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Kerala High Court: The Division Bench comprising of Hrishikesh Roy, C.J. and A.K. Jayasankaran Nambiar, J. dismissed a PIL for being frivolous in nature and further explaining the concept and seriousness of misuse of public interest litigations by citing two prominent Supreme Court Judgments, i.e. State of Uttaranchal v. Balwant Singh Chaufal, (2010) 3 SCC 402 and Tehseen Poonawalla v. Union of India, (2018) 6 SCC 72.

Now, coming onto the issue raised by the petitioner, the public interest litigation was based on a newspaper report which alleged that there was security lapse in the conduct of banking operation by SBI. The stated petition was filed against State Bank of India and their General Manager. Petitioner basing his allegation on the newspaper report further stated that “there are serious lapses by the Bank and this has resulted in customer data leakage and disruption of online services.” Petitioner sought investigation and further direction to General Manager, SBI to remit Rs 5 crores to Kerala State Legal Services Authority.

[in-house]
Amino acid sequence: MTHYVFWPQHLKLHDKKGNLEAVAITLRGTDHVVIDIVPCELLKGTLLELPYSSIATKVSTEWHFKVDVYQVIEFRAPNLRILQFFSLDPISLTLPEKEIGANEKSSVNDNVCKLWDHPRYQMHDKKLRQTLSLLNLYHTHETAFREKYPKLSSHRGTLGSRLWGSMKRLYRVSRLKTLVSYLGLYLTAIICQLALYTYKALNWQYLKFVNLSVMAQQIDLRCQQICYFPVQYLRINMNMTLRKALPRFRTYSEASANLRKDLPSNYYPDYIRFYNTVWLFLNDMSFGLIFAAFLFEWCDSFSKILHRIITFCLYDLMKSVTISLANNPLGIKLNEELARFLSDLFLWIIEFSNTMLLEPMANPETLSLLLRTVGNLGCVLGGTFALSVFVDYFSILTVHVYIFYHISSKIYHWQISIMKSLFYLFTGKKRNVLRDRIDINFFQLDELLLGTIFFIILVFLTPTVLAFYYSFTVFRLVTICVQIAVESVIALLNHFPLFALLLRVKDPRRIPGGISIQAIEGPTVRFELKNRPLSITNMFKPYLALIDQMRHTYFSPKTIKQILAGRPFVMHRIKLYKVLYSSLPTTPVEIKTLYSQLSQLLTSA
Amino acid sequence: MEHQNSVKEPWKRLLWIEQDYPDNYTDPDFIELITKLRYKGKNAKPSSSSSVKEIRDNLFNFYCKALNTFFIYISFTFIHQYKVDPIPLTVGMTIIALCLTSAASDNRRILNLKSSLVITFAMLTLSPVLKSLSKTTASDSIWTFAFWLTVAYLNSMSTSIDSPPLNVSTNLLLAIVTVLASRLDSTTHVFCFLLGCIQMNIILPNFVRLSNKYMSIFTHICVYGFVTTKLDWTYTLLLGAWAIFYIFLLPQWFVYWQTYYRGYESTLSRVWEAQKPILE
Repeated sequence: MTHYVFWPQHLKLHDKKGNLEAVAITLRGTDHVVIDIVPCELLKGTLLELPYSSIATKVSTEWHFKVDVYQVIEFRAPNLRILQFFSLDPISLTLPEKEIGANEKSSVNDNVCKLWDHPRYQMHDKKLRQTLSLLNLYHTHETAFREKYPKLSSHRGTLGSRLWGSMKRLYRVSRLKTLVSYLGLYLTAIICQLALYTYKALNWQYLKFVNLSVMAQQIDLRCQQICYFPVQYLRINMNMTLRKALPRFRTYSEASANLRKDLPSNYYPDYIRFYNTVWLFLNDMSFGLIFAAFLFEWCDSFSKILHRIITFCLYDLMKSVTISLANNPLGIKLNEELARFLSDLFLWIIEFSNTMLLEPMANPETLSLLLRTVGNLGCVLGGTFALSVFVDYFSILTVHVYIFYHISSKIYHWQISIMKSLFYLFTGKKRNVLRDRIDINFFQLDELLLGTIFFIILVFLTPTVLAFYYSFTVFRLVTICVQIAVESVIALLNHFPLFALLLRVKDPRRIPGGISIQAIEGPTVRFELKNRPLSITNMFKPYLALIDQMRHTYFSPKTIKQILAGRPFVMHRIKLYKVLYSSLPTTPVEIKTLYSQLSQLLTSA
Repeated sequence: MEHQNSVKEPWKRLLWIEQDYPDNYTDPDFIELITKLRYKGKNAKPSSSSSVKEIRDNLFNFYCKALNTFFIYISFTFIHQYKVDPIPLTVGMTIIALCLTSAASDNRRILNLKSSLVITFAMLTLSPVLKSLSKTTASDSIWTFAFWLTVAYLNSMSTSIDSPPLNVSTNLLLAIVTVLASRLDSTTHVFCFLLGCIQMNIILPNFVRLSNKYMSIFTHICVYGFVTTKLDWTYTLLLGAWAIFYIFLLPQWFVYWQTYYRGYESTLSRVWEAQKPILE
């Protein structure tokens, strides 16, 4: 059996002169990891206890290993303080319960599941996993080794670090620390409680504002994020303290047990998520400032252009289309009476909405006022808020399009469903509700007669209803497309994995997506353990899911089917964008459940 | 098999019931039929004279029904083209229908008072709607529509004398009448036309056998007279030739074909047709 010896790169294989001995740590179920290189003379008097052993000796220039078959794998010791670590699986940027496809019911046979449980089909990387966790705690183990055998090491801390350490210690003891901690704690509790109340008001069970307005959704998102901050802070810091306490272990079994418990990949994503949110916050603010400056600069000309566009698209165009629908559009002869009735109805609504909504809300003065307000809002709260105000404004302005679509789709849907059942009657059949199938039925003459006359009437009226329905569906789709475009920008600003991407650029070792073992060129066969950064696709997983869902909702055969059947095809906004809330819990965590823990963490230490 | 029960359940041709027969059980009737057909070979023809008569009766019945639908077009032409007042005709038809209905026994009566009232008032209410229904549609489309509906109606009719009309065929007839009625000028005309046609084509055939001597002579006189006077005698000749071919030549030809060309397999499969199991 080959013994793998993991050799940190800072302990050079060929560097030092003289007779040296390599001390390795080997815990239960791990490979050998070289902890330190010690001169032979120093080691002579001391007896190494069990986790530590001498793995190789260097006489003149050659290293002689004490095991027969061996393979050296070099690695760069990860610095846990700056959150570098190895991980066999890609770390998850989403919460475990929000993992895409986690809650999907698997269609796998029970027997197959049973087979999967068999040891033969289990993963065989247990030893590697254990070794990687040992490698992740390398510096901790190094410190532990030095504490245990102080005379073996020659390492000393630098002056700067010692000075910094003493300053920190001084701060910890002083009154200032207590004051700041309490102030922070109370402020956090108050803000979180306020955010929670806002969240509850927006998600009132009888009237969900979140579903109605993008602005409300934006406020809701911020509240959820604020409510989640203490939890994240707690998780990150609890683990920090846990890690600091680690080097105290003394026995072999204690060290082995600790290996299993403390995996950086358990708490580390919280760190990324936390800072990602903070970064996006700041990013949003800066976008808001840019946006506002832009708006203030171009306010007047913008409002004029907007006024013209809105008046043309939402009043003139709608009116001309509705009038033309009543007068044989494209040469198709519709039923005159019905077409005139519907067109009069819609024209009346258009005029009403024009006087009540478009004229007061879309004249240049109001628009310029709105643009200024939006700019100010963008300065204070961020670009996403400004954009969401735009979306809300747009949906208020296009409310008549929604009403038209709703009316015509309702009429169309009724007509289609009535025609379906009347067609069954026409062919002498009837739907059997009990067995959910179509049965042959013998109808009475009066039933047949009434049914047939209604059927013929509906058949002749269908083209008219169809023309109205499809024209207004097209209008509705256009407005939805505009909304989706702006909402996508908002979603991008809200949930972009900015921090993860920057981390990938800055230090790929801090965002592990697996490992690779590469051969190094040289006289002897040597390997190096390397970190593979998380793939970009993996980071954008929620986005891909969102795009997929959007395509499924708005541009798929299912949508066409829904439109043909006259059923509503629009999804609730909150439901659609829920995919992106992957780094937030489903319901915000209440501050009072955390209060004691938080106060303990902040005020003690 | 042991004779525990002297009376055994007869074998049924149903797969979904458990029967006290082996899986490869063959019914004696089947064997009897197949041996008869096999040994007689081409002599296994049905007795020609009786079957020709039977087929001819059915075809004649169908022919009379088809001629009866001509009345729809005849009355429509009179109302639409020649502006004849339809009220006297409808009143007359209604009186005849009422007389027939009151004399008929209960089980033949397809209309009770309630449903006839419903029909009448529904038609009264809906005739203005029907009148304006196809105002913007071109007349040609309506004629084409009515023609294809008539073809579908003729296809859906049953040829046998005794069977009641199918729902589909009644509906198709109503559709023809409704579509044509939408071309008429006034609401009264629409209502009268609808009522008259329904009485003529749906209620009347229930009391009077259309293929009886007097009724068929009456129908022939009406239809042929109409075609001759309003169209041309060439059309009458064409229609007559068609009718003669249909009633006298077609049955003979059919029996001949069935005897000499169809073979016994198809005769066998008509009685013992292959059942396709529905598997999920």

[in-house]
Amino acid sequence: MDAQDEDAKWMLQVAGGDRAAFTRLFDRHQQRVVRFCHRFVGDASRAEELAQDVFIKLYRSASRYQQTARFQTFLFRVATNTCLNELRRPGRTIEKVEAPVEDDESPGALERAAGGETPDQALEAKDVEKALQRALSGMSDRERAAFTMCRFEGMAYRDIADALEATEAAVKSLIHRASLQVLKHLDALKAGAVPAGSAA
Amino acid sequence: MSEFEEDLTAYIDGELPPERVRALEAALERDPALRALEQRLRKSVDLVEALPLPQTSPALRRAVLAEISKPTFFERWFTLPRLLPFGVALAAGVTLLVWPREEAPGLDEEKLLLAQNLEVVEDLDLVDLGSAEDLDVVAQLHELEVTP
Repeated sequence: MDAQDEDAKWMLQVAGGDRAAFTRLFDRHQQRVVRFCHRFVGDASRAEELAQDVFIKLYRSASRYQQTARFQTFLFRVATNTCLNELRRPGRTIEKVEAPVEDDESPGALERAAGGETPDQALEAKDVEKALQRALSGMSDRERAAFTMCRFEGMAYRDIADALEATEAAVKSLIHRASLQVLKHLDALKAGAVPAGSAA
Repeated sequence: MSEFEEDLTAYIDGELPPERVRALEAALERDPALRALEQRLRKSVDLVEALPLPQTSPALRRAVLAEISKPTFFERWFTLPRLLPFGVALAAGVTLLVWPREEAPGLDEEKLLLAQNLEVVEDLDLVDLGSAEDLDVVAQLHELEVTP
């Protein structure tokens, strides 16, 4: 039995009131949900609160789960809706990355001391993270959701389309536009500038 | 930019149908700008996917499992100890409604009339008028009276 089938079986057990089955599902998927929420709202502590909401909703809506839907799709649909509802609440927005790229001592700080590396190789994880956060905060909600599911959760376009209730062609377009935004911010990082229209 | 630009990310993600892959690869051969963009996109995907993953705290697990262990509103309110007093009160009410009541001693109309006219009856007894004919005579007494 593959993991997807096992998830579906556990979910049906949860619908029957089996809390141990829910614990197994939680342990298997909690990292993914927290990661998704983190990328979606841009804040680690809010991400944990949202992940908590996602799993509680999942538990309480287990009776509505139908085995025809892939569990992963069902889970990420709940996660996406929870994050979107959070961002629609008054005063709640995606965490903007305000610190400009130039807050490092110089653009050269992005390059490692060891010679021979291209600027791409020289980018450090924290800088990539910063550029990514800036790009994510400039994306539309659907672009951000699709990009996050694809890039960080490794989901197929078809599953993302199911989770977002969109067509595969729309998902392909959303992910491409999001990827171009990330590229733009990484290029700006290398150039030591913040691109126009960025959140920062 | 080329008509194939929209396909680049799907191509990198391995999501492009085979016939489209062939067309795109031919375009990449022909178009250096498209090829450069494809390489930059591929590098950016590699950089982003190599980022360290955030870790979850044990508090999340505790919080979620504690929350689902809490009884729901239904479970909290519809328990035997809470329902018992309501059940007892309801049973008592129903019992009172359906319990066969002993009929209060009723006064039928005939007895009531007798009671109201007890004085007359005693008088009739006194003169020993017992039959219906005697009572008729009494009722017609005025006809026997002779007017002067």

Respondents denied the allegations and asserted that customers details are fully secure in the servers maintained by SBI, and there are enough inbuilt safeguards in the conveyance of data, for the usual banking transactions.

Therefore, the High Court noted and further stated that the PIL mechanism is being misutilised by the litigant since the material has not been verified on the basis of which the public interest litigation was filed.

The Court cited the case of State of Uttaranchal v. Balwant Singh, (2010) 3 SCC 402, in which various guidelines were issued in order to preserve the purity and sanctity of the Public Interest Litigations. Another case cited was of Tehseen Poonawalla v. Union of India, (2018) 6 SCC 72, where the Supreme Court once again addressed the issue and stated that:

“Misuse of public interest litigation is a serious matter of concern for the judicial process. Frivolous or motivated petitions, ostensibly invoking the public interests detract from time and attention which courts must devote to genuine causes.”

High Court dismissed the petition with costs by explaining the severity of the time of the Court and seriousness of the judicial process. [Shaheer Ali v. SBI, 2019 SCC OnLine Ker 2048, decided on 25-06-2019]